Infections: Certain infections like mumps, measles, rubella, listeria, cytomegalovirus, gonorrhoea, etc. may increase risk for miscarriage.

 Lifestyle: Smoking, alcohol consumption and using drugs during pregnancy can increase your risk for miscarriage. High levels of caffeine consumption and an increased risk of miscarriage has been linked in some studies.

 Medications: It’s best to know the safety of any medications you’re taking while you’re trying to conceive. Some drugs have been linked to increased risk of miscarriage.

 Obesity: It has been associated with increased risk of pregnancy complications – from miscarriage to complications in advanced pregnancy. Also, women with polycystic ovarian syndrome (PCOS) are more likely to be overweight.

 Chronic diseases: Uncontrolled diabetes, polycystic ovary syndrome, blood clotting disorders, autoimmune disorders, etc. could increase the risk of miscarriage.

 Environmental factors: Exposure to lead, benzene, arsenic, formaldehyde and large doses of radiation are some of the risk factors. Even the father being exposed to lead, mercury, industrial chemicals and pesticides may be linked to greater risk of miscarriage according to some studies.

 History of miscarriages: Most of those who have experienced up to two or three losses will go on to have a successful pregnancy the next time. But having recurrent miscarriages in a row increases your chances to miscarry again.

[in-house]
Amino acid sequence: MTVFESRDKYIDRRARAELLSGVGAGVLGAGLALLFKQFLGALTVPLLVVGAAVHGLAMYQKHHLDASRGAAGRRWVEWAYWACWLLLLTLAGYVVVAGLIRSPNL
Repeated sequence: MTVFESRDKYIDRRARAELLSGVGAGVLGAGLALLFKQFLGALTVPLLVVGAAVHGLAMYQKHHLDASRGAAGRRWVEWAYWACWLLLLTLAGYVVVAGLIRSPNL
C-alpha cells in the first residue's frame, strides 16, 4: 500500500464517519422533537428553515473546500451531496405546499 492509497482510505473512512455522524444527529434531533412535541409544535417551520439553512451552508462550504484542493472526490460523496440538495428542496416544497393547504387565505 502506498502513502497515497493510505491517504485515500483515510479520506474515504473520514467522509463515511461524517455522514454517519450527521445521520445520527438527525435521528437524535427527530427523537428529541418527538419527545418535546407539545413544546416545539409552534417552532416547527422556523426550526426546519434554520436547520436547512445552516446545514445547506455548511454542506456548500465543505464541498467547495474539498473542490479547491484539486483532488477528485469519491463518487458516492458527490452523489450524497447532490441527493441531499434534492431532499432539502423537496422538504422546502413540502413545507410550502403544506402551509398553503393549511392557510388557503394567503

Birth defect in the child from a previous pregnancy: Research has shown that women who have a child with a birth defect are at an increased risk for miscarriage or giving birth to another baby with a birth defect. The chances of subsequent chromosomal abnormalities in the foetus increase particularly in women who are above 35 years of age.

 Genetic abnormality in the family

 Prenatal diagnostic tests: There is a very low risk of miscarriage due to prenatal diagnostic genetic testing like amniocentesis and Chorionic villus sampling (CVS).

Symptoms

Vaginal bleeding with passing of clots accompanied by abdominal cramps during pregnancy is the most common symptom of a miscarriage.

On suspecting a miscarriage

If you experience any of the above symptoms, call your gynaecologist immediately. Vaginal bleeding and cramping may not always mean it is a miscarriage. So, your doctor will be the best judge to tell you if it is one. Till you see a doctor, use a sanitary napkin to absorb the bleeding. It is advisable not to use tampons as they may increase the chance of an infection.

Diagnosis